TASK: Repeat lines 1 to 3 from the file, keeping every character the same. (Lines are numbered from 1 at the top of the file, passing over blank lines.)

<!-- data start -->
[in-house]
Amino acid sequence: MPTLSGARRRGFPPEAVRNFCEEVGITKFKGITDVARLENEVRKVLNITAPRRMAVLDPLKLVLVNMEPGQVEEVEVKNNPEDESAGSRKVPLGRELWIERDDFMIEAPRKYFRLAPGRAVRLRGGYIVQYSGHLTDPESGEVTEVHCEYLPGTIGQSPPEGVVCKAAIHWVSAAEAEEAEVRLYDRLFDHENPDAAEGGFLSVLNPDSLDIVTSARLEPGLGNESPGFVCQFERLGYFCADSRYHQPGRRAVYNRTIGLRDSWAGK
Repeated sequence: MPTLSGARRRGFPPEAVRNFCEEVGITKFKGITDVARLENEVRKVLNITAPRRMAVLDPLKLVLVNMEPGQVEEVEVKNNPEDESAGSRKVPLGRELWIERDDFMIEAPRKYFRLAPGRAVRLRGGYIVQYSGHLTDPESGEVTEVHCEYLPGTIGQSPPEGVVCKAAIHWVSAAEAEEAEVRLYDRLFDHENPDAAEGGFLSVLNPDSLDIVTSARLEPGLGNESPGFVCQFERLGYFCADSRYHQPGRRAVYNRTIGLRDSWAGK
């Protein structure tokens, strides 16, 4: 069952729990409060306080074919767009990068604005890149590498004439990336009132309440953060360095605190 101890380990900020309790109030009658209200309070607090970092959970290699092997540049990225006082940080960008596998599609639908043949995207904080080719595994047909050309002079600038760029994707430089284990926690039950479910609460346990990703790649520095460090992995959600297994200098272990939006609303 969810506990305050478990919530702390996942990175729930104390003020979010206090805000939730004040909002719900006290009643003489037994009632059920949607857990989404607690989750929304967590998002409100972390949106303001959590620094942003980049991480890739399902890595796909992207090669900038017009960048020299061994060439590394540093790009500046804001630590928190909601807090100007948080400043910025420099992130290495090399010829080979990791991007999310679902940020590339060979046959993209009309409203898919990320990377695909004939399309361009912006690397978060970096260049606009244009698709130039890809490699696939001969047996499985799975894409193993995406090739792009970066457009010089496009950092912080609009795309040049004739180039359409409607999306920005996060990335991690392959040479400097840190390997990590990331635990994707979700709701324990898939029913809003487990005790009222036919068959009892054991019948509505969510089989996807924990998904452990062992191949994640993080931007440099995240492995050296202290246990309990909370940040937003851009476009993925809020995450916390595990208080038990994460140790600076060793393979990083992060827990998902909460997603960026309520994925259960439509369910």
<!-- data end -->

[in-house]
Amino acid sequence: MPTLSGARRRGFPPEAVRNFCEEVGITKFKGITDVARLENEVRKVLNITAPRRMAVLDPLKLVLVNMEPGQVEEVEVKNNPEDESAGSRKVPLGRELWIERDDFMIEAPRKYFRLAPGRAVRLRGGYIVQYSGHLTDPESGEVTEVHCEYLPGTIGQSPPEGVVCKAAIHWVSAAEAEEAEVRLYDRLFDHENPDAAEGGFLSVLNPDSLDIVTSARLEPGLGNESPGFVCQFERLGYFCADSRYHQPGRRAVYNRTIGLRDSWAGK
Repeated sequence: MPTLSGARRRGFPPEAVRNFCEEVGITKFKGITDVARLENEVRKVLNITAPRRMAVLDPLKLVLVNMEPGQVEEVEVKNNPEDESAGSRKVPLGRELWIERDDFMIEAPRKYFRLAPGRAVRLRGGYIVQYSGHLTDPESGEVTEVHCEYLPGTIGQSPPEGVVCKAAIHWVSAAEAEEAEVRLYDRLFDHENPDAAEGGFLSVLNPDSLDIVTSARLEPGLGNESPGFVCQFERLGYFCADSRYHQPGRRAVYNRTIGLRDSWAGK